Sunday, March 07, 2010

Lessons Learned: Nistowiak Falls Trip

After our trip to Nistowiak Falls in northern Saskatchewan, the group shared via e-mail some of the things they learned on this trip. It's a way to think about and document these ideas so that we don't have to re-learn them again next time. Here is my contribution to the discussion: 
  1. 12 km is a long way with a heavy load through hills, but it can be done. On the flats (lake travel) it would be easier, and without skidoo tracks would be much harder. (Note that I do think the way we broke it up into 12km & 8km was the best possible arrangement given our goal of the falls).
  2. I think I could manage even solo with the current canvas tent (17 pounds, sleeps 3-4, co-owned by Rob & I) and stove (25 lbs with stove pipe, 22 gauge, built hours before the trip by Rod), though I would not attempt to go very far. A smaller stove and tent would of course be better for solo or tandem travel.
  3. Camera batteries don't work well when really cold. Always keep a spare battery in a pocket so it can be used.
  4. Black spruce boughs work well as a bed/floor, but takes a lot of time to collect with our spindly northern trees.
  5. Black spruce firewood produces a lot of sparks. These embers come out of my current chimney (4 lengths of 5" x 18" black stove pipe, plus two elbows) and can fall onto nearby stuff, including the tent. One ember burned a nickel-sized hole in the tent.
    • I will add a length or two of 4" 26 gauge galvanized pipe, and a reducer to the stove pipe - the extra stovepipe will nest inside the existing pipe inside the stove.
    • I may also add a spark arrestor to the stove pipe. I've since learned that spark arrestors can be a problem, even dangerous.
    • A heat shield or piece of canvas to protect sleeping bags, pads & other gear inside the tent while the stove door is open may also be useful.
    • The hole burned by the ember was still burning when I noticed it, but it was progressing very slowly (or not at all I - I didn't leave it long enough to measure it's rate of progress). It also smelled bad. Both good signs.
    • For more about the stove, see the post at
  6. My sleeping system worked: thin MEC overbag, -12C MEC down bag, and a Serratus vapour barrier liner. I think this is the first time I've ever used the VBL even though I've brought it on numerous trips. The wool long undies absorbed what minimal sweat there was and I woke up barely damp. I was able to wear the same long underwear that morning.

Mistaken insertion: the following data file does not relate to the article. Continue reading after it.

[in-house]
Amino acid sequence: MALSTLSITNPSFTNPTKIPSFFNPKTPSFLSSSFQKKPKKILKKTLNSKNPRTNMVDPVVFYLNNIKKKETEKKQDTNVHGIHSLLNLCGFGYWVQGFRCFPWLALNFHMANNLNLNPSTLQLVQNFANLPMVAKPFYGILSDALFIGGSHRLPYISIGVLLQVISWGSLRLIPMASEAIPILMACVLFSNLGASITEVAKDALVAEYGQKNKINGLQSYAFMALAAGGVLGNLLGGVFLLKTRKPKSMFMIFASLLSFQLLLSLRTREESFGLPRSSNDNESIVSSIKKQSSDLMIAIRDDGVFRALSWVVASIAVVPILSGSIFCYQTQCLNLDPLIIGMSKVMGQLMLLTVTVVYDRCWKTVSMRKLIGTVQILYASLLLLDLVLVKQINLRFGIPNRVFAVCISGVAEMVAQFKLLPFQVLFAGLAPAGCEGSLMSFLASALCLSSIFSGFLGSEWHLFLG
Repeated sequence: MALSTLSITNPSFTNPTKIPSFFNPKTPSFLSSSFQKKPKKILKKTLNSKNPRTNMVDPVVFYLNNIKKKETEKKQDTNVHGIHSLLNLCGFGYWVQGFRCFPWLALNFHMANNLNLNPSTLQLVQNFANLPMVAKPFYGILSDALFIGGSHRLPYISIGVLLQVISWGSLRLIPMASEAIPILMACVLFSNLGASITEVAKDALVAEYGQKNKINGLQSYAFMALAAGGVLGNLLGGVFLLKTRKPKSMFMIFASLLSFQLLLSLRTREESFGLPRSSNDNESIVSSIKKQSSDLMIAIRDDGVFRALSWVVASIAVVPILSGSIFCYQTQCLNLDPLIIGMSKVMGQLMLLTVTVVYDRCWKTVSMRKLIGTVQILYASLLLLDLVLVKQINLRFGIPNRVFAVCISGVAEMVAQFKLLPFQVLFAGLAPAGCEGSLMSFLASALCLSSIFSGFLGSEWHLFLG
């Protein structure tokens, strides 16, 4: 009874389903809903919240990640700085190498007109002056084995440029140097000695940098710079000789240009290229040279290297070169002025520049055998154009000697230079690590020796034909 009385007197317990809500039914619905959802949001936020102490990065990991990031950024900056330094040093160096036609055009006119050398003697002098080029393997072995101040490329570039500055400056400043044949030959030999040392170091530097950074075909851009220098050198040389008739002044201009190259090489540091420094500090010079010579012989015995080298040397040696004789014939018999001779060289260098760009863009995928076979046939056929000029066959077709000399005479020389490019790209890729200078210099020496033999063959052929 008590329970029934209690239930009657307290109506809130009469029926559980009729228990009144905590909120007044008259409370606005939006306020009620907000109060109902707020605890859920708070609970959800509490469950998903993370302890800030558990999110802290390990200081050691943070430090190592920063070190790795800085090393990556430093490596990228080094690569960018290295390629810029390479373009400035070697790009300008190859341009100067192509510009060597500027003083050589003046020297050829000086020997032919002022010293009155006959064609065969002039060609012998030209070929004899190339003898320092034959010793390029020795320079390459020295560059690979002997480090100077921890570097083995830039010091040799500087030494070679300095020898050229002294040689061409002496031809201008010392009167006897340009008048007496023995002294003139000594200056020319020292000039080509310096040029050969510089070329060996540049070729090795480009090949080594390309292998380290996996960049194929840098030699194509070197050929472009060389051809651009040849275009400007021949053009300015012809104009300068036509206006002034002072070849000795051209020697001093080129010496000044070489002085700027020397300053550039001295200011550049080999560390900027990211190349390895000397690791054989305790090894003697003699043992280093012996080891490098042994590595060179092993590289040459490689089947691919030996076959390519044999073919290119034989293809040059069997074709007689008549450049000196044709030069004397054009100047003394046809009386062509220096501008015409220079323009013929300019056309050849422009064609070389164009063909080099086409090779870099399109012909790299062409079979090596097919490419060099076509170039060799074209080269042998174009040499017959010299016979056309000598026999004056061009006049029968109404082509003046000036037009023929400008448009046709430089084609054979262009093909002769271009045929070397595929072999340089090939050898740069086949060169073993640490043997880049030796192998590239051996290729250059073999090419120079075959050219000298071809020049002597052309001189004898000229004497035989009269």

7. It is very important to have kindling and everything ready to light the stove fire long before bed time. Matches, along with a striking surface must be at hand too. I quickly lost all dexterity trying to light the fire with bare fingers and non-functioning lighters.
  8. Lighters don't work when it's really cold.
  9. The fire-starters I made using paper towel & vaseline worked very well. (See here for a pictorial "how to" -
  10. Even at -30°C I don't need a heavy winter jacket.
    • My layering system worked - on the coldest morning I was wearing most of what I had brought, but not yet everything. 
    • That included a fleece sweater, wool jacket, a polypro midweight layer, and wool long undies on top, covered by a nylon shell jacket.
    • On my legs I wore three layers - wool long undies, heavy fleece pants, and wool army surplus pants. 
    • Before heading out on the trail, some of these layers were removed.
    • Some day I want to replace my nylon shell with something like this.
  11. Body glide works
  12. You can chop a hole in ice, even when it's nearly 3 feet thick, using just a medium sized axe. But...
  13. For getting water through thick ice, an ice chisel would be helpful.
  14. I must look at garage sales more carefully for old axes (and ice chisels). Bob's old Hudson Bay axe was very nice.
  15. A vent at the top of the tent might be helpful to vent warm, moist air. That would likely speed drying.
  16. There is a huge temperature gradient in the tent when the stove is going - the closer to the wall, the cooler it is; and the higher, the hotter.
  17. I need to think more about food.
    • Gummies are really hard when frozen.
    • Cubed cheese worked but sliced cheese froze together.
    • Chocolate covered coffee beans are still damn fine in GORP.
    • Some people get tired of eating frozen food.